By KOSHIN SHISUI
U.S. military personnel and civilian employees were involved in nearly 10,000 incidents or accidents in Japan over a 10-year period through fiscal 2013, according to statistics compiled by the Defense Ministry and the Okinawa prefectural government.
The cases cost Japanese taxpayers at least 380 million yen ($3.7 million) in compensation and damage payments, according to the figures analyzed by The Asahi Shimbun on Aug. 12.
There were 9,962 cases involving U.S. personnel during the time frame, 2,138 of which were subject to compensation claims against the Japanese government, even if the sole responsibility lay with U.S. personnel, officials said. The remaining 7,824 cases occurred during off-duty hours.
The reason for the payments is that the Japan-U.S. Status of Forces Agreement (SOFA) stipulates that the Japanese government has to shoulder 25 percent of the compensation costs for incidents or accidents that occur during on-duty hours, such as those involving military aircraft involved in a crash, traffic accidents, thefts and sex crimes, even if Japan is not responsible.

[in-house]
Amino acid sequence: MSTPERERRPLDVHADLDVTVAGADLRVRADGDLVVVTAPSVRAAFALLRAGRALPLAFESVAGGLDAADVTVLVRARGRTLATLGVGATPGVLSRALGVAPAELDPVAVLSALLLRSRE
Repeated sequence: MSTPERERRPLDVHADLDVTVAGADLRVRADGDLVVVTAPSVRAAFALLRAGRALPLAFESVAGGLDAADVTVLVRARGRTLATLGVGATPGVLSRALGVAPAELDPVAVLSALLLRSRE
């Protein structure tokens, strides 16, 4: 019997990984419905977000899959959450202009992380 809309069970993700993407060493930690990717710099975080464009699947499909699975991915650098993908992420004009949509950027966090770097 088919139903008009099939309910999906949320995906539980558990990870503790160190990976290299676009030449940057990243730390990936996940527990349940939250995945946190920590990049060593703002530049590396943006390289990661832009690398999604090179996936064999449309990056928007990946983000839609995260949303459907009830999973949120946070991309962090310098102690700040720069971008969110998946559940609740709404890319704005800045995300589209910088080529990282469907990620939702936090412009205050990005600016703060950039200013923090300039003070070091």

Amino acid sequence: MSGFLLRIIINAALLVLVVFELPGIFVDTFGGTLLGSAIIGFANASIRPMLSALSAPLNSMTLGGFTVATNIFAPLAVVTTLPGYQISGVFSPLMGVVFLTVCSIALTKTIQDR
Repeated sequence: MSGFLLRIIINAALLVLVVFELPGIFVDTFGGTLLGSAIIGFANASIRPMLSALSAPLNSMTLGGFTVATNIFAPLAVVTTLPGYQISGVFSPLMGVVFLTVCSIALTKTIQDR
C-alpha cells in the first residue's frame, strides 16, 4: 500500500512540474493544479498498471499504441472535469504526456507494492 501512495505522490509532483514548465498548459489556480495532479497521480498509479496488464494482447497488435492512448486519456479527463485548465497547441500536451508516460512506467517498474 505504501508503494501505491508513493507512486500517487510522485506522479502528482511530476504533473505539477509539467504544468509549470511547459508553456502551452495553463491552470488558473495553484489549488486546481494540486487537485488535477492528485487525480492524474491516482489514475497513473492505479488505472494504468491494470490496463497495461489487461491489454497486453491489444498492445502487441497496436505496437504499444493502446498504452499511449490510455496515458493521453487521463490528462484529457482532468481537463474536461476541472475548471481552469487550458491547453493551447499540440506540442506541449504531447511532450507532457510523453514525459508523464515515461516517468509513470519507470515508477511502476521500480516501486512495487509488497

Also, the SOFA stipulates that if both the United States and Japan are responsible, the Japanese government has to pay 50 percent of the cost.
One lawyer involved in lawsuits involving the U.S. military in Okinawa questioned the fairness of the payments.
“It is not reasonable that taxes paid by the Japanese people are used (as part of the compensation) for illegal acts committed during on-duty hours, for which the United States is totally responsible,” said the lawyer, Tsutomu Arakaki. “The United States should shoulder all the compensation.”
According to the statistics, about 48 percent of the nearly 10,000 cases took place in Okinawa Prefecture, which hosts more than 70 percent of the U.S. military facilities in Japan. Many people in the island prefecture are asking for a revision to the SOFA.
In total, about 2.03 billion yen was paid in compensation to claimants who suffered damages during the 10-year period. Of that amount, 1.5 billion yen was for the 2,138 incidents or accidents that occurred during on-duty hours, including the 380 million yen paid by the Japanese government.
In the crash of a U.S. military helicopter that occurred on the campus of Okinawa International University in Ginowan on Aug. 13, 2004, it was determined the accident was the sole responsibility of the United States. However, the Japanese government shouldered 25 percent of about 270 million yen in compensation paid out over the crash.
As for incidents or accidents involving U.S. military personnel that occur during off-duty hours, the SOFA has no stipulations on the percentage of compensation that Japan is responsible for.